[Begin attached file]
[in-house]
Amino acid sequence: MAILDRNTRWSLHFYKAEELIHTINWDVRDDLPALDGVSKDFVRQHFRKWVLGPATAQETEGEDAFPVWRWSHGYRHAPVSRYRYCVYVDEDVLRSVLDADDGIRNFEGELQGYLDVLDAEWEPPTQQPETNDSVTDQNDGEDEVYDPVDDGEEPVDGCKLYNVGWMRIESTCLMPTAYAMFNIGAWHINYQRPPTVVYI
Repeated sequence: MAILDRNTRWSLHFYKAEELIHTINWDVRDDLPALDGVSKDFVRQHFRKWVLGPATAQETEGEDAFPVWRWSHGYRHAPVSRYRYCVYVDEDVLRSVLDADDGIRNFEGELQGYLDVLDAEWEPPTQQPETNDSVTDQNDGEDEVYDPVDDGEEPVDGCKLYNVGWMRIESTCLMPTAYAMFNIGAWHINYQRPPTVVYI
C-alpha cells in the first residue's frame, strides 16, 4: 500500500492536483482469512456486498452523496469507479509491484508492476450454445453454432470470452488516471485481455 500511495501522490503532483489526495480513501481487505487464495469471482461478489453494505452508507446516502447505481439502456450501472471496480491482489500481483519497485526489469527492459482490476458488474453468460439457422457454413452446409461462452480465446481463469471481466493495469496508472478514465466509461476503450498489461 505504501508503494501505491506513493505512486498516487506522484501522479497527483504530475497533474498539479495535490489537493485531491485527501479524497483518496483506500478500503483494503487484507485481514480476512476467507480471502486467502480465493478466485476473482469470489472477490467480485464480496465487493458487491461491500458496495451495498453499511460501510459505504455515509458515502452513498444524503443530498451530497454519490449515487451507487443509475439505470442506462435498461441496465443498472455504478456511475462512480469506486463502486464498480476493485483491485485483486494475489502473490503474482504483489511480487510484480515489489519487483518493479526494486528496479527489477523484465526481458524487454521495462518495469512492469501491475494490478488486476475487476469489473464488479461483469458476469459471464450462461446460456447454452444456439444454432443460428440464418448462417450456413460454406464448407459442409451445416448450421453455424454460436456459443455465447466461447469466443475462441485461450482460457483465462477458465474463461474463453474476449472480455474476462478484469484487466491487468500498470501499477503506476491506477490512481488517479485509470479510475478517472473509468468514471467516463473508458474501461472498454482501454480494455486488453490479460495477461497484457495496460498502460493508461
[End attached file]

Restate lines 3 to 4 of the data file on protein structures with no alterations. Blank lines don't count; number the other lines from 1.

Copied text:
Repeated sequence: MAILDRNTRWSLHFYKAEELIHTINWDVRDDLPALDGVSKDFVRQHFRKWVLGPATAQETEGEDAFPVWRWSHGYRHAPVSRYRYCVYVDEDVLRSVLDADDGIRNFEGELQGYLDVLDAEWEPPTQQPETNDSVTDQNDGEDEVYDPVDDGEEPVDGCKLYNVGWMRIESTCLMPTAYAMFNIGAWHINYQRPPTVVYI
C-alpha cells in the first residue's frame, strides 16, 4: 500500500492536483482469512456486498452523496469507479509491484508492476450454445453454432470470452488516471485481455 500511495501522490503532483489526495480513501481487505487464495469471482461478489453494505452508507446516502447505481439502456450501472471496480491482489500481483519497485526489469527492459482490476458488474453468460439457422457454413452446409461462452480465446481463469471481466493495469496508472478514465466509461476503450498489461 505504501508503494501505491506513493505512486498516487506522484501522479497527483504530475497533474498539479495535490489537493485531491485527501479524497483518496483506500478500503483494503487484507485481514480476512476467507480471502486467502480465493478466485476473482469470489472477490467480485464480496465487493458487491461491500458496495451495498453499511460501510459505504455515509458515502452513498444524503443530498451530497454519490449515487451507487443509475439505470442506462435498461441496465443498472455504478456511475462512480469506486463502486464498480476493485483491485485483486494475489502473490503474482504483489511480487510484480515489489519487483518493479526494486528496479527489477523484465526481458524487454521495462518495469512492469501491475494490478488486476475487476469489473464488479461483469458476469459471464450462461446460456447454452444456439444454432443460428440464418448462417450456413460454406464448407459442409451445416448450421453455424454460436456459443455465447466461447469466443475462441485461450482460457483465462477458465474463461474463453474476449472480455474476462478484469484487466491487468500498470501499477503506476491506477490512481488517479485509470479510475478517472473509468468514471467516463473508458474501461472498454482501454480494455486488453490479460495477461497484457495496460498502460493508461